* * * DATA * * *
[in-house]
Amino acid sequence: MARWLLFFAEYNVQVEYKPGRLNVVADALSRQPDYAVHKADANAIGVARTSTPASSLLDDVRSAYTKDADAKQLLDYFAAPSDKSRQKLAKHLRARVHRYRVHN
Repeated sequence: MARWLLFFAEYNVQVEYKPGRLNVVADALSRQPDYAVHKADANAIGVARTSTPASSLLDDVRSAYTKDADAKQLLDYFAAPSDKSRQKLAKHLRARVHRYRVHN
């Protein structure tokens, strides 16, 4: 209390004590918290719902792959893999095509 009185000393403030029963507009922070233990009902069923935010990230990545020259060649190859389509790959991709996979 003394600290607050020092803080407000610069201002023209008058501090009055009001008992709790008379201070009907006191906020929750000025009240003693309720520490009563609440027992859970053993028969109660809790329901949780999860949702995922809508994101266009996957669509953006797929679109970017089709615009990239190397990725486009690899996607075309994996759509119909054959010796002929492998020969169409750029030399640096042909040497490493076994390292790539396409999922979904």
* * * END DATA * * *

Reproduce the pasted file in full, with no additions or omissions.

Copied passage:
[in-house]
Amino acid sequence: MARWLLFFAEYNVQVEYKPGRLNVVADALSRQPDYAVHKADANAIGVARTSTPASSLLDDVRSAYTKDADAKQLLDYFAAPSDKSRQKLAKHLRARVHRYRVHN
Repeated sequence: MARWLLFFAEYNVQVEYKPGRLNVVADALSRQPDYAVHKADANAIGVARTSTPASSLLDDVRSAYTKDADAKQLLDYFAAPSDKSRQKLAKHLRARVHRYRVHN
């Protein structure tokens, strides 16, 4: 209390004590918290719902792959893999095509 009185000393403030029963507009922070233990009902069923935010990230990545020259060649190859389509790959991709996979 003394600290607050020092803080407000610069201002023209008058501090009055009001008992709790008379201070009907006191906020929750000025009240003693309720520490009563609440027992859970053993028969109660809790329901949780999860949702995922809508994101266009996957669509953006797929679109970017089709615009990239190397990725486009690899996607075309994996759509119909054959010796002929492998020969169409750029030399640096042909040497490493076994390292790539396409999922979904």